Crown Holdings has released its 2013 Sustainability Report that showcases the environmental benefits of steel food cans and celebrates the culture of sustainability that has defined the company from its earliest days.
The new report is the company’s second review of developments in its sustainability efforts from an economic, environmental and social perspective.
It reports that in 2012, more than 1.3 million tons of tinplate steel – the equivalent of 21 billion steel cans – were recycled by the economy as a whole.
A package made of recycled steel reduces greenhouse gas emissions by 75% over a package made with new steel, with each ton of recycled steel saving 2,500 pounds of iron ore, 1,400 pounds of coal and 120 pounds of limestone, according to the Steel Recycling Institute.
The institute says through recycling in 2012, the steel industry saved the energy equivalent to power 20 million homes for one year.
“In addition to being 100% recyclable, steel can be used again and again with no loss in performance or quality, which contributes to the high recycling rate of steel food cans,” said Hella Gourven, marketing manager, Crown Food Packaging North America.
“The European Union recently listed metal as a permanent resource in new legislation, recognizing that steel cans never need to be downgraded to less demanding uses after recycling.”
Reflecting the fiscal years 2011 and 2012, the new report includes third-party industry figures as well as internal data showing progress across key metrics
The report also highlights:
- Crown’s support of the Cans Get You Cooking campaign, which builds on the insights from research that reveal consumers’ strong, positive associations with canned food.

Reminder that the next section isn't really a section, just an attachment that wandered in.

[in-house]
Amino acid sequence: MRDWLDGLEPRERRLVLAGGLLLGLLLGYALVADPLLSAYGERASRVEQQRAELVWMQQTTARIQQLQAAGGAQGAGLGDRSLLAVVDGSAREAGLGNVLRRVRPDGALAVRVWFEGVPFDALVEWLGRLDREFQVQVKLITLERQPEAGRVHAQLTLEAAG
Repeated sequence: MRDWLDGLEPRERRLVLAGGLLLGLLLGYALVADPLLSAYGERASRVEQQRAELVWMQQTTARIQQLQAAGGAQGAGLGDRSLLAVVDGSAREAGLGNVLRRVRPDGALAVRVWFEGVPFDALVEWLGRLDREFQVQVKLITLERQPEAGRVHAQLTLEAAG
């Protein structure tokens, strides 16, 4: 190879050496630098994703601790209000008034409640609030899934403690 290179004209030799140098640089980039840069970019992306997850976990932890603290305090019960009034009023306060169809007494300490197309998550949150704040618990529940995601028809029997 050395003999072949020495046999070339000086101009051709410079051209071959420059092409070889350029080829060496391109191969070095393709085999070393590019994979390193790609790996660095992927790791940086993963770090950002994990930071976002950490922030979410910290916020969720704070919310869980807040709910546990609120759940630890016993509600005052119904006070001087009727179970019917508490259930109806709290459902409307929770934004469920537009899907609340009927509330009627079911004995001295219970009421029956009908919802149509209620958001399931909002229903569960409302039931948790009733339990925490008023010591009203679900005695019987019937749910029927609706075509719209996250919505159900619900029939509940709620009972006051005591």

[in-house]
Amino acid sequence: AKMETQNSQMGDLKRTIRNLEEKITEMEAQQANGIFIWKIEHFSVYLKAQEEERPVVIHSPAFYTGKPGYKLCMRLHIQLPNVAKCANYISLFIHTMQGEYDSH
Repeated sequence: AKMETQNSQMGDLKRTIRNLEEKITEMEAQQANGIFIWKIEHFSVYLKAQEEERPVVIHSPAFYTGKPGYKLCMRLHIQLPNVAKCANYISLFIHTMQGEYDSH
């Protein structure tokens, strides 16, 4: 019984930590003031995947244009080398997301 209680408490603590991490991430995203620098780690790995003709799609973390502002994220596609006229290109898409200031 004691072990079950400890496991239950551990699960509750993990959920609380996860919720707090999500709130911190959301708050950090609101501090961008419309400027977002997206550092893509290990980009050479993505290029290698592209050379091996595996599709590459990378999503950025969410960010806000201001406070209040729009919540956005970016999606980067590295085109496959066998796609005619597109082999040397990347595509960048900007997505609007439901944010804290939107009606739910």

Launched publicly in February 2013, this fully integrated campaign is designed to remind consumers of the great benefits of cooking with cans, and showcase new and exciting ways to incorporate cans into everyday mealtime occasions.
- The launch of the first annual Crown Chairman’s Sustainability Awards in 2012 to recognize outstanding leadership at the company’s manufacturing facilities in the areas of economic, environmental and social responsibility.
Examples include the company’s Owatonna, MN food plant, which was noted for its development of a new method to reduce exterior wash coat concentrations by more than 18% and Crown’s Nocera, Italy facility, which pioneered a program to reduce solvent consumption and hazardous waste emissions.
- The report also notes new advances in lightweighting.
Crown’s new rail technology for food cans allows thinner gauge metal to be used in the can without impacting performance.
Meanwhile, double reduced steel technology for food ends with new panel designs and score profiles provide thinner full aperture ends with improved openability.
The Association of European Producers of Steel for Packaging Steel says packaging today can weigh 40% less than it did 30 years ago.
This allows the company to produce more food cans and ends with less material and enabling more efficient use of resources by reducing energy consumption down the supply chain and transportation costs.